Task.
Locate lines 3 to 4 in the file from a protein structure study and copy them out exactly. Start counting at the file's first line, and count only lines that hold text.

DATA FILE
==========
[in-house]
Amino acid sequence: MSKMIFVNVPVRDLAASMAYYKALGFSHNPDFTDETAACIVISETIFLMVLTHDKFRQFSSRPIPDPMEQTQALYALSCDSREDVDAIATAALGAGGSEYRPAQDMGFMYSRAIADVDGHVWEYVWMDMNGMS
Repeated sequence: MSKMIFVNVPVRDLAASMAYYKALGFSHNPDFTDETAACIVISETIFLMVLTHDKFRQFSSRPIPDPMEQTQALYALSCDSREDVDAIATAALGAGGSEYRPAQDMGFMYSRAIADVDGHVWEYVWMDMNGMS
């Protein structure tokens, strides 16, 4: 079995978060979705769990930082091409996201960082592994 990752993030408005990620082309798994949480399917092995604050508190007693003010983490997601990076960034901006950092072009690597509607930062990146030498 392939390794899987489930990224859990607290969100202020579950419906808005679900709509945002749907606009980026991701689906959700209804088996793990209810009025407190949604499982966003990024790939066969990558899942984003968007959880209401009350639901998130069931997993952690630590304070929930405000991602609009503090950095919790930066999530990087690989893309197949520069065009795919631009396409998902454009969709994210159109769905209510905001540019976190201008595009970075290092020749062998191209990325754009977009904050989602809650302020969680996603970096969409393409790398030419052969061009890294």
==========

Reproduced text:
Repeated sequence: MSKMIFVNVPVRDLAASMAYYKALGFSHNPDFTDETAACIVISETIFLMVLTHDKFRQFSSRPIPDPMEQTQALYALSCDSREDVDAIATAALGAGGSEYRPAQDMGFMYSRAIADVDGHVWEYVWMDMNGMS
């Protein structure tokens, strides 16, 4: 079995978060979705769990930082091409996201960082592994 990752993030408005990620082309798994949480399917092995604050508190007693003010983490997601990076960034901006950092072009690597509607930062990146030498 392939390794899987489930990224859990607290969100202020579950419906808005679900709509945002749907606009980026991701689906959700209804088996793990209810009025407190949604499982966003990024790939066969990558899942984003968007959880209401009350639901998130069931997993952690630590304070929930405000991602609009503090950095919790930066999530990087690989893309197949520069065009795919631009396409998902454009969709994210159109769905209510905001540019976190201008595009970075290092020749062998191209990325754009977009904050989602809650302020969680996603970096969409393409790398030419052969061009890294």